June 12, 1999
AL West Notebook
Unexpected Results in Oakland
Unexpected Results in Oakland
The Athletics are in a virtual tie for second place in the AL West with a 30-29 record, while being outscored 296 to 275 (a Pythagorean record of 27-32). What's strange about this is not that the A's are outperforming their projection, but just what part of the team is responsible for their success so far.
Most, if not all, of the improvement forecast this season for Manager Art Howe's troops was based on the anticipated progress of his young hitters. Instead, through 59 games, the group of Ben Grieve, Eric Chavez, Miguel Tejada, Ryan Christenson, Jason McDonald, Scott Spiezio and A.J. Hinch are collectively hitting a Gallego-like .215/.296/.329. The Athletics are last in the league in batting average, a whopping 24 points behind the Angels at 13th. However, the organization's emphasis on plate discipline shows up in their #5 rank in walks drawn, enableing the A's to move up to tenth in the offensive category that really matters: runs scored.
This is still well below expectations for an offense that finished ninth in the league last year and is built around a core of young players with considerable upside. If any three of the youngsters listed above can regroup over the next four months and join Matt Stairs, Jason Giambi and the ever-hobbling John Jaha in powering the offense, the A's may yet ascend to the upper third of the league in runs scored.
Meanwhile, Oakland's moundsmen have been as surprising as the batters have been disappointing, with an ERA of 4.45, third in the league. The A's starting pitching has been at or above league average all season, even though Kenny Rogers had difficulty throwing or even standing at various times in April and May, and Tom Candiotti spent the first two months showing that knuckleballers aren't ageless, before being designated for assignment this week.
The difficulties at the front of the rotation have been partially offset by the unexpected emergence of Mike Oquist from the compost pile to be the A's most consistent starter. Intermittently effective outings by Gil Heredia and Jimmy Haynes have also eased the pain. While it's unlikely that Oquist can maintain his success, he has helped the team stay afloat while Rogers mended (2.15 ERA in his last four starts) and enabled prospects Tim Hudson and Mark Mulder to develop. Hudson has been deemed ready, and struck out 11 in just 5 1/3 innings of this first start.
If you're looking for a reason--other than luck, of course-why the Athletics have exceeded their Pythagorean projection, you'll find it down the left-field line. Brad Rigby, Tim Worrell, T.J. Mathews, Buddy Groom, Doug Jones and Billy Taylor have combined for a 12-8 record, 18 saves and an ERA of 3.48, second-best in the American League. The most recognizable feature of this sextet was the now-shorn hair above Doug Jones' upper lip, so you might say they are going about their business unnoticed. Aside from Rigby, it is a veteran, workmanlike group whose eldest members--set-up man Jones and closer Taylor--appear capable of fooling batters for at least another four months.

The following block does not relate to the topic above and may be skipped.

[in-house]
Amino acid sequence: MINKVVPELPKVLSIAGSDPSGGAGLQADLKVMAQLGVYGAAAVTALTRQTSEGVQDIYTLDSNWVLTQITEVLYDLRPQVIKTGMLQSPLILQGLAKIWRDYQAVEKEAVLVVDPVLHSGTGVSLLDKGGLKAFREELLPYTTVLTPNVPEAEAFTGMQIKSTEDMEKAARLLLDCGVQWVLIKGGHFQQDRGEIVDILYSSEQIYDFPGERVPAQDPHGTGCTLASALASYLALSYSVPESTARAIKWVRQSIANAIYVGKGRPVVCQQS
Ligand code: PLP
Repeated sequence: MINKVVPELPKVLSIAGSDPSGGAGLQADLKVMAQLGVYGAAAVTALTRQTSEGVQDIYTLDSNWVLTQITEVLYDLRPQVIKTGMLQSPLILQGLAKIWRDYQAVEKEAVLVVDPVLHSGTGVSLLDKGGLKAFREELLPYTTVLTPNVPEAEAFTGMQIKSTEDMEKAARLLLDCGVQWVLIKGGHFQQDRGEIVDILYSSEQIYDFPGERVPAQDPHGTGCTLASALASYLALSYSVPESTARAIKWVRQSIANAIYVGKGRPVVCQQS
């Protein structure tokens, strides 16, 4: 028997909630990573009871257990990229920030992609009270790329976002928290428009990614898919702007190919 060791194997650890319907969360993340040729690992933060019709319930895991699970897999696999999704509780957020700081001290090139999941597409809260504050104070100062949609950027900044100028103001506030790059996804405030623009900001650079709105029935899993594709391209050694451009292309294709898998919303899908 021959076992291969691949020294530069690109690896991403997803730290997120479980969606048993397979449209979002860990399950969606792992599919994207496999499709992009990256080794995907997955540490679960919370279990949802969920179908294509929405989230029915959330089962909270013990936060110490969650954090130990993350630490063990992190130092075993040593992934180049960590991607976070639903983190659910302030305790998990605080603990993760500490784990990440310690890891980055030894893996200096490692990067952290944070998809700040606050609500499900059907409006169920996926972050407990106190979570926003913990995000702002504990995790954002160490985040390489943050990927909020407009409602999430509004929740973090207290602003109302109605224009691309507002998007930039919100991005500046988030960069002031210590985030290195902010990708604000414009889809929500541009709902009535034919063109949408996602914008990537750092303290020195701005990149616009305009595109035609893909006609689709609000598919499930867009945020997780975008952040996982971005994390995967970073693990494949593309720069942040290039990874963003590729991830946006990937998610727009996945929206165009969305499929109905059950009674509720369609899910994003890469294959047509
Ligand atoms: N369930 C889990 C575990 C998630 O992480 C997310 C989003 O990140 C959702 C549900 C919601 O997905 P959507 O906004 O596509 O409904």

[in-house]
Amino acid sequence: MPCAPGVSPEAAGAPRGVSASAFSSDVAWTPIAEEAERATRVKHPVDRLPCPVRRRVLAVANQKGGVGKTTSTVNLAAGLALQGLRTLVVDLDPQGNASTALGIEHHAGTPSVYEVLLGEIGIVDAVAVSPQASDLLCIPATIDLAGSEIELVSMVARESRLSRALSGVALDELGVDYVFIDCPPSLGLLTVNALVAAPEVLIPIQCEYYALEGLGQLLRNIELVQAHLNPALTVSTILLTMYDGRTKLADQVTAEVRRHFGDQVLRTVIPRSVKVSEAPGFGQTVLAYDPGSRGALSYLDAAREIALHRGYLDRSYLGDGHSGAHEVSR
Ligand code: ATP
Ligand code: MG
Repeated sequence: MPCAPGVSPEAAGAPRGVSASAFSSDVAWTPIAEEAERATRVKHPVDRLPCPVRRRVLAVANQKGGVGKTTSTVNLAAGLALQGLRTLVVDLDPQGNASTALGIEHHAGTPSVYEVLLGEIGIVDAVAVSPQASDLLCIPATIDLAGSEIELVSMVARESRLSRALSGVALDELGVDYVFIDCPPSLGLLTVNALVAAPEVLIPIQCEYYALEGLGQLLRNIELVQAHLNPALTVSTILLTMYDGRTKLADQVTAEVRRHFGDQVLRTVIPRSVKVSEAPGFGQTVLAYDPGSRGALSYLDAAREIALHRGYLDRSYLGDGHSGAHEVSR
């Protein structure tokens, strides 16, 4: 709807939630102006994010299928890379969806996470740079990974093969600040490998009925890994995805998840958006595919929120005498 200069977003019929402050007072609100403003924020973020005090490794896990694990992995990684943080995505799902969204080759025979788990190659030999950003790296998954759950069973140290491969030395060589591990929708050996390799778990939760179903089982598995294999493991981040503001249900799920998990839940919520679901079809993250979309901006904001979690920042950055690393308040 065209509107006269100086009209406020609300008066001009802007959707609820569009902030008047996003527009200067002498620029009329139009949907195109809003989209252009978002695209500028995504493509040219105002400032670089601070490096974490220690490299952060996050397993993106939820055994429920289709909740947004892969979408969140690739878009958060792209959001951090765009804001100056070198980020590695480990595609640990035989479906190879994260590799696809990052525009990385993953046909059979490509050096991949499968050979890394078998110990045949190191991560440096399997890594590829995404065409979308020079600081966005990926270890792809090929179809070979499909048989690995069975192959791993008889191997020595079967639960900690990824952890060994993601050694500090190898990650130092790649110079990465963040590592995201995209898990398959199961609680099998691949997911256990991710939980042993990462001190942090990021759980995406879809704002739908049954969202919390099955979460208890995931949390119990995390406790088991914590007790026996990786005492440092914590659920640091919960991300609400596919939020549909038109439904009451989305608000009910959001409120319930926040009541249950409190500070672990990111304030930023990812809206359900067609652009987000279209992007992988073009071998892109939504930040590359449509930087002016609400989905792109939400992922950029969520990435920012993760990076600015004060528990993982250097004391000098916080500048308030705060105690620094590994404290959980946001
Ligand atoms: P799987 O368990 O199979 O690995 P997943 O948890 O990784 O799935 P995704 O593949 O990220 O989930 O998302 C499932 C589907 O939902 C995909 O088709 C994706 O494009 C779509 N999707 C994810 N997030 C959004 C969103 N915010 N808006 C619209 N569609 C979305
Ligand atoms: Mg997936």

Art Howe has to be tickled pink that the Athletics are only 5 1/2 games behind the division-leading Rangers in spite of their floundering offense. With pitching reinforcements in place and the young hitters overdue to break out, the A's are nicely positioned for a summer playoff push.
The Rangers' recent nine-game winning streak and solid hold on first place have temporarily quieted talk of Ruben Mateo's recall. Mateo is blistering at Oklahoma City (.342/.393/.611), while Tom Goodwin (.234/.313/.317), is giving every indication that his 1998 campaign was a fluke. When the Rangers cool off, the debate will heat up again, but don't expect to see Mateo in Arlington before July 1. The reason? Economics. With the current arbitration rules, if the Rangers can survive Goodwin's feeble batwork until July, Mateo will have no chance to be arbitration-eligible until after the 2002 season.... Upon learning that discussions about a contract extension were underway between the Angels' front office and Manager Terry Collins, a number of players met privately with GM Bill Bavasi to express their concerns about Collins' managerial style. Included were Randy Velarde, Ken Hill and Mo Vaughn. The player concerns seem to focus on Collins' abrasiveness and communication skills. In another illustration of how the media values style over substance, local columnists rushed to Collins' defense, citing his fiery intensity and unwillingness to rip players in the media among the reasons that he should remain the manager. Interestingly, none of the writers listed substantive managerial assets like understanding an offense, handling a pitching staff or roster management.